Debevoise & Plimpton Drops Trusts and Estates Practice

Debevoise & Plimpton Drops Trusts and Estates Practice

Last month, the nation’s leading trusts and estates lawyers convened at a Florida resort to discuss the latest in estate planning.

Between lectures and workshops, some of the lawyers exchanged whispers about an unsettling piece of gossip: Debevoise & Plimpton, the prominent white-shoe law firm, was eliminating its trusts and estates practice.

Debevoise’s decision surprised members of the trusts and estates bar. If an institution as prestigious and financially sound as Debevoise was abandoning its practice, were they vulnerable too?

The news also raised eyebrows across the legal industry because it seemed to run counter to Debevoise’s reputation for a strong partnership culture. At a time when many large law firms have discarded the traditional partnership model and embraced a more bottom-line approach, Debevoise has been seen as retaining an old-school ethos — a genteel law firm known for its camaraderie and decency.

“It saddens me to see a great law firm terminate its estates department,” said William D. Zabel, a partner at Schulte Roth & Zabel and one of the country’s leading trusts and estates lawyers. “Although I don’t know the reasons for this decision, it would seem to be a byproduct of the economics of our society, making the law into more of a business than a profession. That saddens me even more.”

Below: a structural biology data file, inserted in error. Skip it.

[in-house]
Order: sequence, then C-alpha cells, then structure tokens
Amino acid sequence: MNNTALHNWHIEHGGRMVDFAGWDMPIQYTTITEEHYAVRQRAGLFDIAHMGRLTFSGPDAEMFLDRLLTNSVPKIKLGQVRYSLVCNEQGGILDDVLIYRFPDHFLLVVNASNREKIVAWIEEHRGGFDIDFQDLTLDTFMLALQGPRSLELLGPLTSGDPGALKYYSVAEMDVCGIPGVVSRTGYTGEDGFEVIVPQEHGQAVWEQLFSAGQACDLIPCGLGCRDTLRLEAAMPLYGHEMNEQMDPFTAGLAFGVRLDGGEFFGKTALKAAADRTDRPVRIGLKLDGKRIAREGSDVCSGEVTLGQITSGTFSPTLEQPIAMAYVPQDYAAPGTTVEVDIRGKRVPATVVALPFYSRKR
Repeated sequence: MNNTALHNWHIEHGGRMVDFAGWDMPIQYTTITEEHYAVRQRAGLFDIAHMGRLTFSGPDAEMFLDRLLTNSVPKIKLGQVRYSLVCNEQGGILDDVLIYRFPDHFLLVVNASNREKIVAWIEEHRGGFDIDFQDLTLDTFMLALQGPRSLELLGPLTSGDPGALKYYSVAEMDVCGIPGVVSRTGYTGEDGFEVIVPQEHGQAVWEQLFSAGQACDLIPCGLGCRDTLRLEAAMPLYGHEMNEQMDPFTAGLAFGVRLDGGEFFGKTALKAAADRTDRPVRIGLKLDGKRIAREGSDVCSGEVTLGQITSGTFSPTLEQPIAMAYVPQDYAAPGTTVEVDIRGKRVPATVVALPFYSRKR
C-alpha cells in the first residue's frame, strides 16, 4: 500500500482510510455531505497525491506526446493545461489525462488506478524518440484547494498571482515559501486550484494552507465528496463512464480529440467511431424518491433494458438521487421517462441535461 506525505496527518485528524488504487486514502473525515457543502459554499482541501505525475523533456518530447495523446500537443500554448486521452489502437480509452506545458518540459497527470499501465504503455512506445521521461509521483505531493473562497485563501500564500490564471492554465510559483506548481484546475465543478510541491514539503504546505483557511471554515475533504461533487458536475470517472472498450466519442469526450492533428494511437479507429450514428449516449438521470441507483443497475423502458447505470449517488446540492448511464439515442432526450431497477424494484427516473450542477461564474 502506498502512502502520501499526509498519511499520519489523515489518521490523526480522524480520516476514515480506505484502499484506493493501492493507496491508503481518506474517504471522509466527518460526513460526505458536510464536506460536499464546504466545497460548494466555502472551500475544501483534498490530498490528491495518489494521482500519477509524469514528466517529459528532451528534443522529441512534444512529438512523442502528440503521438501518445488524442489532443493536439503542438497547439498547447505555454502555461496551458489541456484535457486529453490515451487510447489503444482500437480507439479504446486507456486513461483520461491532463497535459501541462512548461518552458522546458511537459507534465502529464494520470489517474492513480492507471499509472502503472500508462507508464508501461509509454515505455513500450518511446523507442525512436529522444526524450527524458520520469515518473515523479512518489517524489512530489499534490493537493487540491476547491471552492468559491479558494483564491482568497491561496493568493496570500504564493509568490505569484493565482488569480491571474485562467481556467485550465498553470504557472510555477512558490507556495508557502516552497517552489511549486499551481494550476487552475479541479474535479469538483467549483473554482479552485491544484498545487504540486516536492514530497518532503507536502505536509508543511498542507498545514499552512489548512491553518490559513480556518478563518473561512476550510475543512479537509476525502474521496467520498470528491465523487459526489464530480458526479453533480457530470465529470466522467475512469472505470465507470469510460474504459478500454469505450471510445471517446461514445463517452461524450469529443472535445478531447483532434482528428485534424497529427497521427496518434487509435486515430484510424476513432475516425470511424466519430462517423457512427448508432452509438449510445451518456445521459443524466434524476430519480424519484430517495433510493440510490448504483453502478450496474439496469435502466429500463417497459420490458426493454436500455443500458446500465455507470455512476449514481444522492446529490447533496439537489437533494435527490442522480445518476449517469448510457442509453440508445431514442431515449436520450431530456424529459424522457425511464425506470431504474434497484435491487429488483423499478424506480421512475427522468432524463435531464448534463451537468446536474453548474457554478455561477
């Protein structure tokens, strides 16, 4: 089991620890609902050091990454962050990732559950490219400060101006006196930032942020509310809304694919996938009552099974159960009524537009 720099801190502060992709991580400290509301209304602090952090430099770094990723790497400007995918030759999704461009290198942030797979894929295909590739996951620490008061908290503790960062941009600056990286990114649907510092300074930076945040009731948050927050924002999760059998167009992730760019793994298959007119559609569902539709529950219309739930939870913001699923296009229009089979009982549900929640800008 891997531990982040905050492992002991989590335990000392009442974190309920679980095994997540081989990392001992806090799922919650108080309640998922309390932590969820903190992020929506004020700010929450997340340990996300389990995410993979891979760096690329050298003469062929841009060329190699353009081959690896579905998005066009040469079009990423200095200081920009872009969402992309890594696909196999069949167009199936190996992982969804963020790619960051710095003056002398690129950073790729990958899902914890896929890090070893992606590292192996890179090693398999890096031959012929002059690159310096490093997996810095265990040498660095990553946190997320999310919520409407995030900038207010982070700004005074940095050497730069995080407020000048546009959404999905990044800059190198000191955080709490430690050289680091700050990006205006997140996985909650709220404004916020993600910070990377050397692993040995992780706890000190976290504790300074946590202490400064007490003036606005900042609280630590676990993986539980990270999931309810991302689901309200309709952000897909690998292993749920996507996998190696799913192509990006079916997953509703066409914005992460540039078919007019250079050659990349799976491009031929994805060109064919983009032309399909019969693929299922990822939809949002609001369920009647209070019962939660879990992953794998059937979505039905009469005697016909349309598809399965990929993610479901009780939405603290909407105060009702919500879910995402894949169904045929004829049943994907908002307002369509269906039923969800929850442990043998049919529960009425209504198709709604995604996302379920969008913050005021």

In a statement, Michael W. Blair, Debevoise’s presiding partner, confirmed that it was jettisoning trusts and estates, and that the group’s eight lawyers — including Jonathan J. Rikoon, the partner in charge of the practice — were trying to find another home.

“Debevoise supports the group in this process and will work to ensure that in this transition the needs of the firm’s clients continue to be served,” he said.

New York-based Debevoise is the latest big corporate law firm to discontinue the practice. In 2011, Weil, Gotshal & Manges, a 1,200-lawyer firm, got out of trusts and estates, deciding it did not fit the firm’s business model. Another firm, Gibson Dunn & Crutcher, with 1,100 lawyers, ended its trusts and estates practice about a decade ago.

Corporate law firms once viewed trusts and estates as a small yet important practice that discreetly advised wealthy families. But drafting wills and trusts, and the legal matters that flow from that, is less lucrative than the primary revenue drivers at big law firms: multibillion-dollar corporate transactions and high-stakes litigation.

And there are problems with trusts and estates within a big law firm model. The practice, to use the law firm management parlance, is not as leverageable as other areas. Corporate and litigation partners generate big fees by assigning armies of junior lawyers to megamergers and complex lawsuits. By comparison, trusts and estates work requires far less manpower, which mean far less profit.

Another issue in sustaining these departments is that individual clients bristle at billable rates that now reach more than $ 1,000 an hour. While big corporations grudgingly pay those rates, wealthy families often resist them.

As a result of these dynamics, firms’ trusts and estates practices have remained small and, in many cases, decreased. At the same time, firms have aggressively built up their corporate and litigation practices across the globe. They have also embraced hot, moneymaking practice areas like patent law and white-collar criminal defense.